A little less than two weeks ago, after I ran my races on Saturday at the Runner’s World Heartbreak Hill Festival, I attended a handful of free seminars open to any runner who participated in a race that weekend. I attended several informational sessions, but one that really stuck out to me that I thought might interest a bunch of you was a seminar about sports nutrition with Nancy Clark, a registered dietitian, board certified specialist in sports dietetics and the best selling author of Nancy Clark’s Sports Nutrition Guidebook.
Nancy began her session by reading through a few of her personal food mantras.
Food is, and should be, one of life’s pleasures.
You don’t have to have a perfect diet to have a good diet.
I loved them and could immediately tell that the knowledge Nancy was about to share would be beneficial, practical and applicable.
Below you will find highlights from her informative discussion at the Heartbreak Hill Festival:
- Never Let Yourself Get Too Hungry
I LOVED the time Nancy spent addressing hunger. She opened up a discussion about hunger by stating, “Constant hunger isn’t a personality quirk. It’s a physiological response.” When you’re hungry, your body is telling you that it needs food. Waiting until you feel extremely hungry is unwise because then “all hell breaks loose” and you’re more likely to eat anything you can get your hands on at the moment.
Think about the way your body would react if someone held your head under water. When they finally let you up for air, would you breathe normally? Heck no! You’d gasp for air and desperately inhale and exhale. Same thing does with eating when you’re absolutely starving. You’ll grab anything and stuff yourself, often with less-than-healthy foods.
- When It Comes To Your Daily Activity, Look At The Overall Picture
Even if you work out first thing in the morning, if you sit at a desk the rest of the day, you may not be moving enough. Concentrate on maintaining an active lifestyle rather than just checking a work out off the list.
- Race Day Nutrition: Eat What Works For YOU
Use your training to figure out the best fuel for your body. On race day morning, eat your go-to pre-long run food that sits well in your stomach and makes you feel satisfied. Choose something that will last 60 – 90 minutes and consume 200 to 300 calories per hour if you’re running for 2.5 hours or more. For more information about proper fueling through long workouts, check out Nancy’s blog post How To Enjoy Long Workouts. When it comes to gus and gels, candy like Swedish Fish or jellybeans often has the same effect and is typically much cheaper.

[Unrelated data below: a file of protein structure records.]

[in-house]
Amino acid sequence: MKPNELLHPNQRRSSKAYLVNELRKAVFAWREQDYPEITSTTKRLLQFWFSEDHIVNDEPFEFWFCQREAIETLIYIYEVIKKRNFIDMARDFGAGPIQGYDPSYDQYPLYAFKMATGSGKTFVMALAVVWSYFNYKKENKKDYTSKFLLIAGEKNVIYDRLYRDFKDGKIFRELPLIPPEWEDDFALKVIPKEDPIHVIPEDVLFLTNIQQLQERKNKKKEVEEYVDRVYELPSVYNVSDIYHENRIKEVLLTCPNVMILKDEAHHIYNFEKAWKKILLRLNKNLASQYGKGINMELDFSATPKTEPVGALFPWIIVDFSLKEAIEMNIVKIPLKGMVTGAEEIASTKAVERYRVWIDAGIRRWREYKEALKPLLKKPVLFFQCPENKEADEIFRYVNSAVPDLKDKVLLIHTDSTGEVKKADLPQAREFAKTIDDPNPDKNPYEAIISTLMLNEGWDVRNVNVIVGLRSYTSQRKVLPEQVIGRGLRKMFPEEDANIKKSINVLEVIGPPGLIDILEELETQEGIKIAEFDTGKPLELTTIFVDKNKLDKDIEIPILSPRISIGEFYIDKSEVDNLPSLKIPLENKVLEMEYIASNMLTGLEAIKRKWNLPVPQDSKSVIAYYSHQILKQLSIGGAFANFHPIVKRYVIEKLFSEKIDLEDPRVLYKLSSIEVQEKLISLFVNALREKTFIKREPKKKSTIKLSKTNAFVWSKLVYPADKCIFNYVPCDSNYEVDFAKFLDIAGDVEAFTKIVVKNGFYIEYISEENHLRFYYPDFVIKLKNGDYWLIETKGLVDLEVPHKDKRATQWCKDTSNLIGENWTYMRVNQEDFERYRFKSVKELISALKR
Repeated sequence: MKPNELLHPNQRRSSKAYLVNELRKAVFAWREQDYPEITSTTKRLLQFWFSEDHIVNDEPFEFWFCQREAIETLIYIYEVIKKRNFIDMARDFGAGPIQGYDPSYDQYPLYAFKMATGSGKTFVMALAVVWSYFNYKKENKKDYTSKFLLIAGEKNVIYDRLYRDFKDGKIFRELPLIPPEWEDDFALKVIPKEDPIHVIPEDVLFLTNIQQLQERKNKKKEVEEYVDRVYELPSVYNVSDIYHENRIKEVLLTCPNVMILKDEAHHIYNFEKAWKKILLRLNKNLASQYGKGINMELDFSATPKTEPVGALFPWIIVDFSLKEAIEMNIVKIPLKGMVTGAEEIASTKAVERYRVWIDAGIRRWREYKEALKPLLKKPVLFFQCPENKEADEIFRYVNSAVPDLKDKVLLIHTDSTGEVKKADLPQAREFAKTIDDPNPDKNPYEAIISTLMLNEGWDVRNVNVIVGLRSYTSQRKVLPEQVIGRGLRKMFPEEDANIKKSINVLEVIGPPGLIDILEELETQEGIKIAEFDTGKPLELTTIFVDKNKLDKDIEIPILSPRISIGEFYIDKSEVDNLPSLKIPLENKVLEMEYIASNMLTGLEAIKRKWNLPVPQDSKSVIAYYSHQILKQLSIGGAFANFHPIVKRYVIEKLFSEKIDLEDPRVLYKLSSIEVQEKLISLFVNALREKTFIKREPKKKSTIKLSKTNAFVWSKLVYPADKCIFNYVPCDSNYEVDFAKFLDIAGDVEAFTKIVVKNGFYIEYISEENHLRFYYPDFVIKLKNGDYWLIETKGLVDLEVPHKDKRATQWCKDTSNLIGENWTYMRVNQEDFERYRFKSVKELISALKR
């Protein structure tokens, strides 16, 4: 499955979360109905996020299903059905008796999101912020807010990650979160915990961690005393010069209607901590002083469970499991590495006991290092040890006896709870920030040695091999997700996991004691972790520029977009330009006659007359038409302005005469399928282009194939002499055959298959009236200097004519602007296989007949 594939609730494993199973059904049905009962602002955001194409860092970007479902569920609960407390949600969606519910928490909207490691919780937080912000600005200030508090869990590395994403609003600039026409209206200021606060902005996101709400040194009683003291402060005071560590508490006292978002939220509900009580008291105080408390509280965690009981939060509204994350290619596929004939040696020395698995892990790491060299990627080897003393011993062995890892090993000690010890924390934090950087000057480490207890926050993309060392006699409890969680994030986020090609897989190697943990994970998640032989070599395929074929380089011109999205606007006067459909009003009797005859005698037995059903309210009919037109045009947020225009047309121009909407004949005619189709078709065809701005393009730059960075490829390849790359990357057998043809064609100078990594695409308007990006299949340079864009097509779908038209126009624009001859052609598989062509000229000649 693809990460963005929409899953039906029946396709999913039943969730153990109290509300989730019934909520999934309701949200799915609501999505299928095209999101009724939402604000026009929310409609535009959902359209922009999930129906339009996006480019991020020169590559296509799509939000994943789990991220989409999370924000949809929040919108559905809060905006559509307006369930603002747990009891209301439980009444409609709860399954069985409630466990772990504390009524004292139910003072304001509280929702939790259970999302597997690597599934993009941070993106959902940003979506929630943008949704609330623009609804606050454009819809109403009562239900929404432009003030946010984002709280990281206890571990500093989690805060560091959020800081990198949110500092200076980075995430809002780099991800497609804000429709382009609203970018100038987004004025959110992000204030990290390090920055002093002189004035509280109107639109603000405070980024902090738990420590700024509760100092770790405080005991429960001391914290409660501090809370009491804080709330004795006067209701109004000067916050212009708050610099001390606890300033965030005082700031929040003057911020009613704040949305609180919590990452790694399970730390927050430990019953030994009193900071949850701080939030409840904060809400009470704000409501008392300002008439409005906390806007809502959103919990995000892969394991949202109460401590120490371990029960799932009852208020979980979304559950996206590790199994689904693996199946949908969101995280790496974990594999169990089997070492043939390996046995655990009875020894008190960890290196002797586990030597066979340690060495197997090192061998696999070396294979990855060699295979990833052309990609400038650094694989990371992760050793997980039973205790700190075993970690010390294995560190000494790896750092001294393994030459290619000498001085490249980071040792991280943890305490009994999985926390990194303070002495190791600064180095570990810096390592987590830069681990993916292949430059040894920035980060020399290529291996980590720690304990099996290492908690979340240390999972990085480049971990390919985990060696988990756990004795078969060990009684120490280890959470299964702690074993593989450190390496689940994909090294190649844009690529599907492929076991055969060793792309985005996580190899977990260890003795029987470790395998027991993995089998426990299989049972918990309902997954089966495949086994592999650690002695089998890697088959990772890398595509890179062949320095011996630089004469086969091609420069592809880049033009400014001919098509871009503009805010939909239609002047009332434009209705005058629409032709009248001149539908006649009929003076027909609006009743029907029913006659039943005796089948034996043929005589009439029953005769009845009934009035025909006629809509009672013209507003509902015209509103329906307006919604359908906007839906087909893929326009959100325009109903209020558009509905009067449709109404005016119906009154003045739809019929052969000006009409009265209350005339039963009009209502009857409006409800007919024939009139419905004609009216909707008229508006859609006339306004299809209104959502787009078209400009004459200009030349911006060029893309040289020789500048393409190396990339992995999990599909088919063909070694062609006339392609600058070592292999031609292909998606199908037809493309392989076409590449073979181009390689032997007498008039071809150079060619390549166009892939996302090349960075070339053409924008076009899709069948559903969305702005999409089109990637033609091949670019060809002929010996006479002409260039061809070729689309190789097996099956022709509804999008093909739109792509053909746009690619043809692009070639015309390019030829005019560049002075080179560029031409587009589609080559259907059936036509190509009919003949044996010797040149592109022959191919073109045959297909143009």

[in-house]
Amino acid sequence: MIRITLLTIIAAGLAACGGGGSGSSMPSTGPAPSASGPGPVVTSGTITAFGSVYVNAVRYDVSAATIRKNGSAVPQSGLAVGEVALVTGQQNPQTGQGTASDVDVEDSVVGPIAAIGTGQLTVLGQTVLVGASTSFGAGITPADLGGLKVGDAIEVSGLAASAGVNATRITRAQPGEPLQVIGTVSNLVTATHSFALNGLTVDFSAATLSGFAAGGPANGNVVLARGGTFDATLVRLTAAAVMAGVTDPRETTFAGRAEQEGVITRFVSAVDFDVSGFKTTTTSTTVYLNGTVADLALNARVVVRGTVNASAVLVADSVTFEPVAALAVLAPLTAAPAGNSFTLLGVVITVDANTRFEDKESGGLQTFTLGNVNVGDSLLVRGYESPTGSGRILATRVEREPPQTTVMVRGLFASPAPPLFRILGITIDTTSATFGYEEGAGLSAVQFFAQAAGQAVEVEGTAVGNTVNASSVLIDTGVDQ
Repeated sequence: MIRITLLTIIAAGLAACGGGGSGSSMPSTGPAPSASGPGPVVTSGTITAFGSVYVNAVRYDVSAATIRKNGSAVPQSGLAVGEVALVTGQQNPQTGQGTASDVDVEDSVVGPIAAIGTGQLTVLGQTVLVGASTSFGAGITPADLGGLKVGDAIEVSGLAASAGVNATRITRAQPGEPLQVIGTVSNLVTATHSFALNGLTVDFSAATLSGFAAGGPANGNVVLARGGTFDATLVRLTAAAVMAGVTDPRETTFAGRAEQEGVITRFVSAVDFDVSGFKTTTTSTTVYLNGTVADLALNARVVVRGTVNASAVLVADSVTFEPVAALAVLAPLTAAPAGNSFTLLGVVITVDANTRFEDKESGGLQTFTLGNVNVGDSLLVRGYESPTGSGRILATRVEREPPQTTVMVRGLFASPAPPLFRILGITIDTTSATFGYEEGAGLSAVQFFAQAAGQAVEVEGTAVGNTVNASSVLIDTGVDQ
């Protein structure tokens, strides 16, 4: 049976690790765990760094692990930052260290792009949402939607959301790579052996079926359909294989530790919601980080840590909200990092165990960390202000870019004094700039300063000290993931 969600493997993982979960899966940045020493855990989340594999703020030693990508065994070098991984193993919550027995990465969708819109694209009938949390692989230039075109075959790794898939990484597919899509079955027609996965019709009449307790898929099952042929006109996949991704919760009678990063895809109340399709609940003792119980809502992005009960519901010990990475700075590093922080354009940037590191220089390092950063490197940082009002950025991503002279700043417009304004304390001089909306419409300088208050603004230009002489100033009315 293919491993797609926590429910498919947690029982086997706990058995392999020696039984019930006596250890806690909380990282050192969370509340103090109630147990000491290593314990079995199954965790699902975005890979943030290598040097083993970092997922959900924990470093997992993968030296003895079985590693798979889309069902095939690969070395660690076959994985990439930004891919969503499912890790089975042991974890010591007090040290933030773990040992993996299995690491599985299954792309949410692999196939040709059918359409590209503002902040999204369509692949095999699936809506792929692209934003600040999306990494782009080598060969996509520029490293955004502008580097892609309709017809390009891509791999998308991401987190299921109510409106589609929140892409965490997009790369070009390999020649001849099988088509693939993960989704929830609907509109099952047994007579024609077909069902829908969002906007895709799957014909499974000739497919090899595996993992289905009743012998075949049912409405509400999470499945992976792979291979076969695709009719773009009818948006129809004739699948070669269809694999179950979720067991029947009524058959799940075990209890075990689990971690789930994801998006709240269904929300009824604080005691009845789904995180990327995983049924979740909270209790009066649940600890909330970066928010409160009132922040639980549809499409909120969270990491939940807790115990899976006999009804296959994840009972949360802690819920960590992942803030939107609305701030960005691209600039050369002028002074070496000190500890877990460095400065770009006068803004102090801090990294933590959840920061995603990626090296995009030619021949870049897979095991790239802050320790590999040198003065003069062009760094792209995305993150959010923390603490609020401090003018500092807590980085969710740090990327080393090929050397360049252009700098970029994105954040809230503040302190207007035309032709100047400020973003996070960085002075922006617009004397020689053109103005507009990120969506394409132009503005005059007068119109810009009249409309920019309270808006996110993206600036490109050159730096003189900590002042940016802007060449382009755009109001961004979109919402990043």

- You May Need To Eat Something After A Race Even If You Don’t Feel Like It
Even if your appetite isn’t raging after a race, you may want to pay attention to other cues from your body that may signal a need for food. Your body typically needs something. Try eating half of a banana. This may be enough to get your appetite back in gear and make you feel much better. Chocolate milk is a great choice after a race due to the combination of protein and carbohydrates.
- How Much To Eat Before An Early Morning Workout Is Individualized
Whether or not you need to eat before an early morning workout is very individualized and may change day to day. If you wake up at 5 a.m. with no appetite and had a large dinner the night before, you may feel okay enough to work out on an empty stomach. If you’re used to working out on an empty stomach first thing in the morning, try eating something small to see if you feel even better. Grabbing something as small as half of a banana or a piece of toast before a 5 a.m. workout can make a big difference.
- Weight Loss Comes From Little Changes Over A Longer Period Of Time
Healthy weight loss comes from little changes over a longer period of time, not a quick diet. When questioned about the number of calories someone should consume for healthy weight loss, Nancy provided this formula: Your weight (or a healthy weight for your body) x 10 = The amount of calories your body needs to do nothing other than sit around all day. Add another 30 – 50 percent for everyday activity and then add in the amount of calories burned during exercise before subtracting 10 to 20 percent from the total. This is a good calorie goal for healthy weight loss. Nancy emphasized paying more attention to what’s on your plate than macros and calories consumed. She said focusing on incorporating protein, fruits, veggies and grains is a good idea and stressed the importance of starchy vegetables/grains in an athlete’s diet.
- Drink Enough Water
Drink enough water so that you have to use the bathroom every two to four hours. Urine should be light in color.
- Coffee/Caffeine = Fine
If drinking a cup of coffee or tea before a race makes running seem easier for you, it’s totally fine, but don’t abuse caffeine or make sugary coffee drinks part of your daily routine.
Big thanks to Nancy Clark for such an interesting discussion!
Questions of the Morning
- For the distance athletes out there: How do you fuel yourself through a long race/training session?
- What is your favorite pre- and post-workout snack?
- Do you consume caffeine before a workout or a race?